Some toilet parts are easier to replace than others. If you can safely and confidently remove the rusted components of your toilet, do so. Consider calling a professional if do-it-yourself repairs are not your cup of tea.
Increase the Flush Power
Even the most well-maintained plumbing systems wear down over time. Worn parts may lead to a decrease in flushing power. If your toilet is unable to complete its full flush cycle it might be due to a blockage that can lead to brown water buildup.
If you have noticed a significant decrease in your toilet’s flushing ability remove your toilet tank’s lid and check the water level. If the water level in your tank looks low, raise it to increase your toilet’s flushing performance.
Adjusting the water level in your tank is fairly simple.
Use Vinegar to Clean the Toilet
Our grandmothers were right. Vinegar is a miracle worker. Vinegar has chemical properties that make it a natural rust remover.
Vinegar is naturally acidic, meaning that it can decalcify mineral deposits clogging your plumbing and causing your toilet water to turn brown.
Soak your toilet bowl and tank in a solution of two parts hot water and one part vinegar to remove debris from your toilet’s system. Soaking your toilet in a vinegar solution has the added benefit of sterilizing your toilet, too!
The presence of iron in your toilet isn’t inherently dangerous. In rare instances, however, harmful iron bacteria may form. A vinegar soak can help get rid of this rare but potential danger.
Remove Rust With Water Softeners
You can remove rust from your water supply by installing a water softener. Water softeners use salt to remove iron and hard minerals from your water.
Water softeners are low maintenance, only requiring an occasional water salt refill to keep working. With their relatively cheap installation and maintenance costs, they’re a good way to remove brown water and hard water stains from your toilet.
Change the Pump
If your toilet clogs frequently, you should consider installing an after-market water pump in your toilet tank. Installing a new water pump in your tank will flush out toilet bowl stains and help keep your plumbing system clog-free.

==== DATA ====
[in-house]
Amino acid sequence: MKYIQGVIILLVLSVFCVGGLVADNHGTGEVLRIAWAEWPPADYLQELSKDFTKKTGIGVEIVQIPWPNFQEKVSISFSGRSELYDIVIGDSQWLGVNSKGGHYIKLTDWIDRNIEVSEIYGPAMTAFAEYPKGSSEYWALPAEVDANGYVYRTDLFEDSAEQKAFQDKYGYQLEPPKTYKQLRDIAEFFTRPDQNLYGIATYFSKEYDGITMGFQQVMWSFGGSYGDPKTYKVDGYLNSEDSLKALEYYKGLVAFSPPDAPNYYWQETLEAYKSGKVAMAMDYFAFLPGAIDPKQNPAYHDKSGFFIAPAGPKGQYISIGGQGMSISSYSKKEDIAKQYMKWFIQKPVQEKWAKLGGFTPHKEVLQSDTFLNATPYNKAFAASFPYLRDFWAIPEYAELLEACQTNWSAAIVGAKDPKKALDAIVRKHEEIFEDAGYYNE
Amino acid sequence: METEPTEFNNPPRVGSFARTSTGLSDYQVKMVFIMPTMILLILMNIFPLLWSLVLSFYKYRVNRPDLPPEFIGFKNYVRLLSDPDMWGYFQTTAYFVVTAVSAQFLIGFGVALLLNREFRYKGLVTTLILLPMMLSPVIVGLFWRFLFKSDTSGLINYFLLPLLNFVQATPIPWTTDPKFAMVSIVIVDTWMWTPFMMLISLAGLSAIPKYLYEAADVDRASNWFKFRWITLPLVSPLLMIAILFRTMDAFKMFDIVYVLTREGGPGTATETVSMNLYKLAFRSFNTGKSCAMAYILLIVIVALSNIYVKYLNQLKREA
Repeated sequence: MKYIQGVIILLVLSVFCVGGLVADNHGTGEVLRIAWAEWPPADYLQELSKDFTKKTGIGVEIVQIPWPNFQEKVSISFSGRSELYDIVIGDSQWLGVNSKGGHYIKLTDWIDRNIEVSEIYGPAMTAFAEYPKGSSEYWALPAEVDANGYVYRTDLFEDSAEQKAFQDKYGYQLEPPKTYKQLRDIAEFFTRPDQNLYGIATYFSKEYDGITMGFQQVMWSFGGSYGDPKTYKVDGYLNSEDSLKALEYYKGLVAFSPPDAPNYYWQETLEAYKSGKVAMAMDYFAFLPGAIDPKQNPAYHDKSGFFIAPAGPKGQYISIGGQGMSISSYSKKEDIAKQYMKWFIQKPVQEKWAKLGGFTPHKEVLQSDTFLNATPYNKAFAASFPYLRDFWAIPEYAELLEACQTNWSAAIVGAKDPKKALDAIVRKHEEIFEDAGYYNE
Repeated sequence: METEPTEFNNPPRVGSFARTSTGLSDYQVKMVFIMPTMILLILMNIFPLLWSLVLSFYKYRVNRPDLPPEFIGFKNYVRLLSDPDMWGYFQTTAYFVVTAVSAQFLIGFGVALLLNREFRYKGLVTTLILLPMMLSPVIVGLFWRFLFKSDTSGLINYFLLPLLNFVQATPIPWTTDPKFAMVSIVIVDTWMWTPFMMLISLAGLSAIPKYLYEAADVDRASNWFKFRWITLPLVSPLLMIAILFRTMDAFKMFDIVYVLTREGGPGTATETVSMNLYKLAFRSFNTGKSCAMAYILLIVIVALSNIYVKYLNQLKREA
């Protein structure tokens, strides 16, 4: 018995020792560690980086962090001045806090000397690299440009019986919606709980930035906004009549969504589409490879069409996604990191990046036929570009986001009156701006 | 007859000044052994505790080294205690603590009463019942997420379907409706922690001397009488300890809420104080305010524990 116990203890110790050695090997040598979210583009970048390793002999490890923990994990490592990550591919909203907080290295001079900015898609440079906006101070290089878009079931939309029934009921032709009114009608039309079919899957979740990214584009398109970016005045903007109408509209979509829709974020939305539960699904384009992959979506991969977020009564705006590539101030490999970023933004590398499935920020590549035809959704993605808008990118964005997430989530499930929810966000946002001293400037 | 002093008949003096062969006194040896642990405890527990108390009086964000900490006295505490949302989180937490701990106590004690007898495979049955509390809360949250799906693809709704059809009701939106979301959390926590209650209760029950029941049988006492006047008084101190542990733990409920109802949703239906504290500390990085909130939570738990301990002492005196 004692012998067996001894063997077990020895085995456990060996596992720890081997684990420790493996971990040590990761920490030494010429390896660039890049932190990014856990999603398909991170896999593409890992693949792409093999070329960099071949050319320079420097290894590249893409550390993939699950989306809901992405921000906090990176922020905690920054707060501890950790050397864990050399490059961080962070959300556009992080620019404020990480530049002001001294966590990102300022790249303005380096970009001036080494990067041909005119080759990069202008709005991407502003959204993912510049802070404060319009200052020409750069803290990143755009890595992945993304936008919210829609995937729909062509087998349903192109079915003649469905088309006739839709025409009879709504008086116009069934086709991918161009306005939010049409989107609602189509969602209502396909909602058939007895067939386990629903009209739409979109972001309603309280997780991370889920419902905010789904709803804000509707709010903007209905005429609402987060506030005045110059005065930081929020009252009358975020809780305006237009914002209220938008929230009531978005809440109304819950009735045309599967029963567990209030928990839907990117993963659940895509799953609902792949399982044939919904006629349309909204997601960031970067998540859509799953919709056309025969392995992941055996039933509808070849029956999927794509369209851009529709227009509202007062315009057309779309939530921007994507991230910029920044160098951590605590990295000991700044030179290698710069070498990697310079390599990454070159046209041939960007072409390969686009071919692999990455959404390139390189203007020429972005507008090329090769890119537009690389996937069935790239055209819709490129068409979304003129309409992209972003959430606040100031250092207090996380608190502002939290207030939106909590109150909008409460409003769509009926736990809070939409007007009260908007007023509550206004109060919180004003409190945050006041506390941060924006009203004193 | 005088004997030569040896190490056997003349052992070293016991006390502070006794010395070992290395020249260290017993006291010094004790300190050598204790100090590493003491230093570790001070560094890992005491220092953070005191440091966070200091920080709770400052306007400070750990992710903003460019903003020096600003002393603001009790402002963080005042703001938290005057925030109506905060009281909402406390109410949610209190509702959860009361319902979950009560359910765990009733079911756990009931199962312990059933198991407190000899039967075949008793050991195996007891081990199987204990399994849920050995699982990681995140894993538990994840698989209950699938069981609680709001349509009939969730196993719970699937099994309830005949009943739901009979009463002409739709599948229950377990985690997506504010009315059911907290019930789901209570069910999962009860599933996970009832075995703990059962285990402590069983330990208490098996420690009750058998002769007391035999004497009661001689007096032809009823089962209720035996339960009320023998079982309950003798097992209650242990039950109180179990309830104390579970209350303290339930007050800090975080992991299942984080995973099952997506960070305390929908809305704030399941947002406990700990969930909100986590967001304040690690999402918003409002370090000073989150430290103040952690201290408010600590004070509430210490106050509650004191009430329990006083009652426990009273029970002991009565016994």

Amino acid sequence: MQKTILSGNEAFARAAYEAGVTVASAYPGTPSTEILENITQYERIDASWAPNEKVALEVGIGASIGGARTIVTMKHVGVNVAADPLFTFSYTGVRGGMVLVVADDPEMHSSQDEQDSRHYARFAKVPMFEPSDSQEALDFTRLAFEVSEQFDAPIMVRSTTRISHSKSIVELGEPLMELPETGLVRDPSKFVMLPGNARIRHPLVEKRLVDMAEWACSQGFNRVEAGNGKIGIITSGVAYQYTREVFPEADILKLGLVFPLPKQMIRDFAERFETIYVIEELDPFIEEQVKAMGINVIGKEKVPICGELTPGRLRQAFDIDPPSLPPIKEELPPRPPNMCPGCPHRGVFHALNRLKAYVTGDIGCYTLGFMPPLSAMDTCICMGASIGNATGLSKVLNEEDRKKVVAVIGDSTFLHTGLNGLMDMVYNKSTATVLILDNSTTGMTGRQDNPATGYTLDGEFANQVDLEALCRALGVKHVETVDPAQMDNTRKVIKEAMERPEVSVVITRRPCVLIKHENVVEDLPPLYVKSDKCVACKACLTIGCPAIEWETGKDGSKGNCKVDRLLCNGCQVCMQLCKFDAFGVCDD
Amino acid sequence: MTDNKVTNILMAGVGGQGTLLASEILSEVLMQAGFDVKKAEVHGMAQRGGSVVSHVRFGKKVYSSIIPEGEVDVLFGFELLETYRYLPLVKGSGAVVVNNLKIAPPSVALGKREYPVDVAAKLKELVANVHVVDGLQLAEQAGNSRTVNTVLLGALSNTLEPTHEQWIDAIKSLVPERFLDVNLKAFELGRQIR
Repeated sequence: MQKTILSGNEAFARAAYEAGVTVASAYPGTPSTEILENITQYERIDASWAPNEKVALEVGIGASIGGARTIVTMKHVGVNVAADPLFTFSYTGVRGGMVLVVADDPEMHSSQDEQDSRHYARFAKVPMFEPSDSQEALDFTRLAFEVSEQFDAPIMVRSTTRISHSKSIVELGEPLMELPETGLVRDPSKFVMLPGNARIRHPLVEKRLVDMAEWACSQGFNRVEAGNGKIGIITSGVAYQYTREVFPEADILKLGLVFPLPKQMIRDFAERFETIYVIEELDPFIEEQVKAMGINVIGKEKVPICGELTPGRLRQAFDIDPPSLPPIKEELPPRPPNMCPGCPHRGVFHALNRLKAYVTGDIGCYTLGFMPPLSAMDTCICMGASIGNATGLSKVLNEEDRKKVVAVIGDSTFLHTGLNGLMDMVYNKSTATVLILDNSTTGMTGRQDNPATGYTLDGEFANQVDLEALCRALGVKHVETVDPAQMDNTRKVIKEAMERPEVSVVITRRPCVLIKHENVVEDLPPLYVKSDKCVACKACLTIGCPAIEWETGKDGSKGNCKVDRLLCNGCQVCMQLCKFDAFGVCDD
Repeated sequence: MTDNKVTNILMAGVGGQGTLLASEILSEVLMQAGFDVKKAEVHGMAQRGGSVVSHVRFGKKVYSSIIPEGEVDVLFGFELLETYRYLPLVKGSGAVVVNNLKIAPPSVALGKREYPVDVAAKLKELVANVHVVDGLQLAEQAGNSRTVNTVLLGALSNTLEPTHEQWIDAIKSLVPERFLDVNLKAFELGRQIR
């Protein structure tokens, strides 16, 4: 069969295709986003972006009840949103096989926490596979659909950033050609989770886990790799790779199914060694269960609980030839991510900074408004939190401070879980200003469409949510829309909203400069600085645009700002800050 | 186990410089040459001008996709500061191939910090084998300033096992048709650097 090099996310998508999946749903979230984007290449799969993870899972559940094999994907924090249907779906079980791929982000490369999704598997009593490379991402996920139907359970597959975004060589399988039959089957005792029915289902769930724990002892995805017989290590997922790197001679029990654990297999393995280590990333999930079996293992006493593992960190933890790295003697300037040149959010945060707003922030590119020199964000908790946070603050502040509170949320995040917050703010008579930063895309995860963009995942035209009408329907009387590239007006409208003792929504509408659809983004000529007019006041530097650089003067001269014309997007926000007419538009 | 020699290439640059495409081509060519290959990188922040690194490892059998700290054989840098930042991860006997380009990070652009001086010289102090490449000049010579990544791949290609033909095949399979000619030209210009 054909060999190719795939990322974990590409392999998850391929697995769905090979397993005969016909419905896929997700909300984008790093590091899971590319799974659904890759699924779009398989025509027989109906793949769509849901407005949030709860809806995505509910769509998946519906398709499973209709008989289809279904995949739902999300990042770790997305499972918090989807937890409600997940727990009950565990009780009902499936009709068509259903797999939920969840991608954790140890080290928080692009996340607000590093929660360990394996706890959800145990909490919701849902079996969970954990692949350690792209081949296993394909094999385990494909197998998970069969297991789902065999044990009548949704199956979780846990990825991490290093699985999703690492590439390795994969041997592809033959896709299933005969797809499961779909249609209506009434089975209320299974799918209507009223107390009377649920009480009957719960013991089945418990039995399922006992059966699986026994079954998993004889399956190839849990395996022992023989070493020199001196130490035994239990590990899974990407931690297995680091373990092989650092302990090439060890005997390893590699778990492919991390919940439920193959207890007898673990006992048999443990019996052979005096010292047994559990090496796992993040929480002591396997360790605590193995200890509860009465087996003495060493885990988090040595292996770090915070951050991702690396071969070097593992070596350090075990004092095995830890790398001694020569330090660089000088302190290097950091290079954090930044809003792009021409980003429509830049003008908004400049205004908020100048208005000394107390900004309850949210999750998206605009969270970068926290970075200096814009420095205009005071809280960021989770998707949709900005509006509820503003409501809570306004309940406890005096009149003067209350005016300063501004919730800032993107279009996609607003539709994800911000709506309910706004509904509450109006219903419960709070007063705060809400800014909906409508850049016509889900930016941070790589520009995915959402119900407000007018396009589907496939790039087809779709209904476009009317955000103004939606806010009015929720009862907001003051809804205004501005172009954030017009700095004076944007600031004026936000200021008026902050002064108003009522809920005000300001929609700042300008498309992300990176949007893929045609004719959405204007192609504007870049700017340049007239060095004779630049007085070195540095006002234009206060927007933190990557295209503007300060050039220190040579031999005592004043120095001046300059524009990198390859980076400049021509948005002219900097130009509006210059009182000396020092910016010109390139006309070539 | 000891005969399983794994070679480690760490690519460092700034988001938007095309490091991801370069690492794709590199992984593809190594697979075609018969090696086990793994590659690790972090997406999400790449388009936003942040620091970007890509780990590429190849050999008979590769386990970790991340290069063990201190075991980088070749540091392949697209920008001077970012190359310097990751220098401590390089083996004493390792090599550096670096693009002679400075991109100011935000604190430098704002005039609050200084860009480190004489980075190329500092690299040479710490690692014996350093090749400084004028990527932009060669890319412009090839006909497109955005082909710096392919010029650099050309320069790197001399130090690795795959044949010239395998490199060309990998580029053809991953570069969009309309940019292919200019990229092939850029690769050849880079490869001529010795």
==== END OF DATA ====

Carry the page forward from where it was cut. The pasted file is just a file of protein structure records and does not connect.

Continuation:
Call a Plumber
When all else fails, call a professional. A professional plumber has the training to fix your brown toilet water problem and the knowledge to help you prevent it from happening again.
What Causes Rust in Pipes or a Toilet?
The presence of rust in your water, or rust stains on the surfaces of your appliances, is the result of iron reacting with water and oxygen.
Rust itself is not harmful but the presence of rust in your water can be a sign that your plumbing system requires repair or replacement.
How Much Does Professional Plumbing Repair or New Pipes Cost?
Professional plumbing repair rates vary according to geographic location and the nature of the repair in question. On average, most common plumbing repairs cost a few hundred dollars.
If you happen to have a more serious repair on your hands, don’t worry. Your plumber will explain what is wrong, how they will fix it, and quote the estimated project price before they begin work.
Plumbers will usually work with you to find a solution that meets your needs and budget.
In rare instances, your plumbing system may have too many problems for piece-meal repairs to be cost-effective. In that case, it may be time to replace part, or all, of your plumbing system.
The best thing to do usually is to get a 2nd or even 3rd opinions form additional plumbers if it’s a going to cause you financial hardship or if you have doubts about the repair options you have.